A massive new planet, nine times the size of Jupiter, is being formed in an intense and violent process, as recorded by NASA’s Hubble space telescope, challenging understandings about planetary formation.
Called AB Aurigae b, the planet is embedded in a disc of gas and dust spiraling around a young star that is about 2 million years old, according to estimates published in the journal Nature Astronomy. The star is of the age when our own solar system’s formation was underway, about 4.6 billion years ago.
“Nature is clever; it can produce planets in a range of different ways,” said Thayne Currie of the Subaru Telescope, who led the research appearing in Nature. “We could not detect this motion on the order of a year or two years,” Currie said. He added, “Hubble provided a time baseline, combined with Subaru data, of 13 years, which was sufficient to be able to detect orbital motion.”
Hubble’s resolution and length of time in space has provided clear photographic evidence of how large planets such as Jupiter are formed.
All planets are believed to be composed of material originating in a disc swirling around a central star in a process known as core accretion. This theory holds that planets embedded in such a disc grow gradually from objects ranging in size from grains of dust to boulders that collide and adhere together in orbit. A resulting core then pulls in gases from the disc.
Huge planets such as Jupiter, which feature swirling gases have long sparked debate that challenged the dominant theory about planet formation. The disc instability theory contends that as a massive disc cools down around a central star within a swirling disc, gravity causes the disc to break into fragments that become planets.
AB Aurigae is about nine times bigger than Jupiter, which in turn is 1,300 times bigger than Earth. The nascent planet orbits its star approximately 8.6 billion miles away, or about twice the distance Pluto ranges from our Sun.
Over such distances, the astronomers believe, planets of Jupiter’s size might not ever develop by core accretion. Therefore, they concluded that disc instability formed the growing proto-planet at such a great distance from the star it orbits.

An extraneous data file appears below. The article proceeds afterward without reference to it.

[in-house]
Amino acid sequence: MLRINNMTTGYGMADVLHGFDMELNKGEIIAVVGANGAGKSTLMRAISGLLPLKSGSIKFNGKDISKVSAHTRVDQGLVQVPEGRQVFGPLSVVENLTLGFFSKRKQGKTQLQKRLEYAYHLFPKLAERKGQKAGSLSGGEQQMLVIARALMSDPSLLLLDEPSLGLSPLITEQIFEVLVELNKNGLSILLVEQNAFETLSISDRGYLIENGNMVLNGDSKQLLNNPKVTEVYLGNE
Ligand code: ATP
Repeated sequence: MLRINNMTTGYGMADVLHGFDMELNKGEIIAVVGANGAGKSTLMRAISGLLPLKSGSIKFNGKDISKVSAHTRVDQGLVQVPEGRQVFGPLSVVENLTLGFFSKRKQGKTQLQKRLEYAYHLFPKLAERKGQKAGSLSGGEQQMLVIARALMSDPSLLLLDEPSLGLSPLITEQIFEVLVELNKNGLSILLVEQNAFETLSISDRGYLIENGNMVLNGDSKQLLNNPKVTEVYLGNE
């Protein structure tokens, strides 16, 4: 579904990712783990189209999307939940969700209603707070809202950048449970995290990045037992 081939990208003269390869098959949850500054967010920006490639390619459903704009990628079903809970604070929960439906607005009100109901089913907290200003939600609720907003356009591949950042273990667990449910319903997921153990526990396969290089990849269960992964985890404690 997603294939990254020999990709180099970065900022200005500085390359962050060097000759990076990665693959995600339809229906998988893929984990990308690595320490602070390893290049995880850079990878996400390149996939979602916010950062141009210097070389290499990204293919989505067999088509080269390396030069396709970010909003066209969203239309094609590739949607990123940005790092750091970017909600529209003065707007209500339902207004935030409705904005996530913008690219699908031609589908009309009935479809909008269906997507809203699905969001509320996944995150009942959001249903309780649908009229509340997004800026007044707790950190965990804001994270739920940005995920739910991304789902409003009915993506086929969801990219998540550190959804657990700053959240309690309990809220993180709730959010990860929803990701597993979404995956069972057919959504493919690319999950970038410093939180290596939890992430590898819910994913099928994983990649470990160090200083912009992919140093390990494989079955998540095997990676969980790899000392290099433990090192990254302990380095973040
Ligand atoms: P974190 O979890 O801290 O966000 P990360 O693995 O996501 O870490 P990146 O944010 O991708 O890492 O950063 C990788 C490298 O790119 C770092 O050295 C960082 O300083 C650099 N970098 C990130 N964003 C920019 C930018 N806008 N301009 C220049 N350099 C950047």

While Currie was initially skeptical that AB Aurigae was indeed a planet, images taken by the Subaru Telescope in Hawaii, when combined with archival data provided by Hubble, were decisive in leading him to his ultimate conclusions. “We could not detect this motion on the order of a year or two years,” Currie said.
He added, “Hubble provided a time baseline, combined with Subaru data, of 13 years, which was sufficient to be able to detect orbital motion.”
Co-author Olivier Guyon of the University of Arizona said, “AB Aurigae b has now been looked at in multiple wavelengths, and a consistent picture has emerged – one that’s very solid.”
“This new discovery is strong evidence that some gas giant planets can form by the disk instability mechanism,” said Alan Boss of the Carnegie Institution of Science. “In the end, gravity is all that counts, as the leftovers of the star-formation process will end up being pulled together by gravity to form planets, one way or the other,” he continued. While he was not directly involved in the published study, Boss is the author of a 1998 paper that was cited by the new study.
Future studies of AB Aurigae and similar planet-producing discs may reveal their chemical composition by using Hubble and Subaru, as well as NASA’s James Webb Space Telescope.
AB Aurigae is located in the Auriga constellation and is about 531 light years from the Sun. It has a mass about 2.4 times that of the Sun, and is radiating 38 times our star’s luminosity.
To find out more about the author, editor or agency that supplied this story – please click below.
Story By: Martin M Barillas, Sub-Editor: William McGee, Agency: Newsflash
The Ananova page is created by and dedicated to professional, independent freelance journalists. It is a place for us to showcase our work. When our news is sold to our media partners, we will include the link here.